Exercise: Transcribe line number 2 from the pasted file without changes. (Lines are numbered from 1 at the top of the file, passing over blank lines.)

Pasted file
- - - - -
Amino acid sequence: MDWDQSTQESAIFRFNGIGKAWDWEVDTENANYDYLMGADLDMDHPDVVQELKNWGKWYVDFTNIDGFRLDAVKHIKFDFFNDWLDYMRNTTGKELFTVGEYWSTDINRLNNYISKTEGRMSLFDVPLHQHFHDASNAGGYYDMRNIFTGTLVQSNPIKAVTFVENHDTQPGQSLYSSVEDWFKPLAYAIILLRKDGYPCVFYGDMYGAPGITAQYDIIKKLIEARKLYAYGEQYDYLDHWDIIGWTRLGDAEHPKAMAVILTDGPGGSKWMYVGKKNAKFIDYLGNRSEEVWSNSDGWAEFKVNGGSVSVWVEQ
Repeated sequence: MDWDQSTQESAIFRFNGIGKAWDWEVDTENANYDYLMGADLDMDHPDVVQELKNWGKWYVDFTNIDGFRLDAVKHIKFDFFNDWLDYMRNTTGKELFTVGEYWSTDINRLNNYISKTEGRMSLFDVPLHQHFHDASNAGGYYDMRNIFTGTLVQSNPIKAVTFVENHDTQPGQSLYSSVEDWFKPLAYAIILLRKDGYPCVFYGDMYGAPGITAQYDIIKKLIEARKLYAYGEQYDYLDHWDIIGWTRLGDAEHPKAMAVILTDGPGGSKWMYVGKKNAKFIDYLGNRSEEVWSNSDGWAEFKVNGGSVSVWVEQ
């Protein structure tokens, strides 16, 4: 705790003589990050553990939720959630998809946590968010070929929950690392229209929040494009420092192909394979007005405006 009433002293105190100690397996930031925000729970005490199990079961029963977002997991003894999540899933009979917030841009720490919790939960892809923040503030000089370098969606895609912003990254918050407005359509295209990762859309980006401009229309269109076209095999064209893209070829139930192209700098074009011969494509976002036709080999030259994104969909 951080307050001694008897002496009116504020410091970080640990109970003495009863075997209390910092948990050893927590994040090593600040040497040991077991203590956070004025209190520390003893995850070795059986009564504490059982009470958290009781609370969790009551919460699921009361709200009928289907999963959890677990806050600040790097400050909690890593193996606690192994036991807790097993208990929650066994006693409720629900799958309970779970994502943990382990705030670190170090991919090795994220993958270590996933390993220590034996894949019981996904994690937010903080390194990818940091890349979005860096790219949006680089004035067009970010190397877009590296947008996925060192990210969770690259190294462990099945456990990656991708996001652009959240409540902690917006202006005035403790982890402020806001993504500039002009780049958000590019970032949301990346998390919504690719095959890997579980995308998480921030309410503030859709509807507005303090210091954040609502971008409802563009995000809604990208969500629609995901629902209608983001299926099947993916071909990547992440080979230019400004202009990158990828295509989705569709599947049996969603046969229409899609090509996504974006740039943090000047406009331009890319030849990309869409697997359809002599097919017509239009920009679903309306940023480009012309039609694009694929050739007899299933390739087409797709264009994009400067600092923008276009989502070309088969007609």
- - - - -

Repeated sequence: MDWDQSTQESAIFRFNGIGKAWDWEVDTENANYDYLMGADLDMDHPDVVQELKNWGKWYVDFTNIDGFRLDAVKHIKFDFFNDWLDYMRNTTGKELFTVGEYWSTDINRLNNYISKTEGRMSLFDVPLHQHFHDASNAGGYYDMRNIFTGTLVQSNPIKAVTFVENHDTQPGQSLYSSVEDWFKPLAYAIILLRKDGYPCVFYGDMYGAPGITAQYDIIKKLIEARKLYAYGEQYDYLDHWDIIGWTRLGDAEHPKAMAVILTDGPGGSKWMYVGKKNAKFIDYLGNRSEEVWSNSDGWAEFKVNGGSVSVWVEQ